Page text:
Switzerland has a very clear role to play on the international front. But this means playing intelligently and in a manner that exemplifies what Switzerland does best – mediation. As Pamela Taylor’s story notes, Didier Burkhalter may be on the right track with his dual role as President of the Confederation and Chair of the OSCE. While the Swiss grapple whether to buy 22 Swedish Gripen fighter planes, possibly to avoid further embarrassment due to not being able to scramble before 8am, the real issues at hand are Ukraine, Syria and Afghanistan. And Europe.
With Ukraine, clear-minded mediation through the OSCE or the UN in Geneva is crucial. With the annexation of Crimea a done deal, the question now is how to implement the face-saving needed to avoid the risk of war. This is where Switzerland can play a role. As for Syria, while the Geneva talks failed to bring any relief, they did bring the players together in the same room. This alone is an achievement even with the need for more Geneva meetings.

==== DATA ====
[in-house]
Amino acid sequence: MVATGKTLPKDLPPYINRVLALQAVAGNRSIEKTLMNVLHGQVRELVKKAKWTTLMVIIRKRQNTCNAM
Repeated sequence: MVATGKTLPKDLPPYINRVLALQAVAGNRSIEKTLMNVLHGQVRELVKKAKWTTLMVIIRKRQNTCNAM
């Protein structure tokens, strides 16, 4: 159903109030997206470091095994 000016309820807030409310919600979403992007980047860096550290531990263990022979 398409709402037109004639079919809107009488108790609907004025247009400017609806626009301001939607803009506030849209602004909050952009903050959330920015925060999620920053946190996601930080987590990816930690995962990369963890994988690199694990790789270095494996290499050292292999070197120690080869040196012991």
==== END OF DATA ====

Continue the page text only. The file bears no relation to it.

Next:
Afghanistan is another situation where Switzerland could excel, given that the final withdrawal of most NATO forces may lead to further strife. Switzerland is the only country capable of offering real mediation. But this needs to be coupled with support for effective public information outreach capable of convincing all sides that peace and reconciliation are good. And finally, relations with the EU. This is where Swiss economic pragmatism can work best.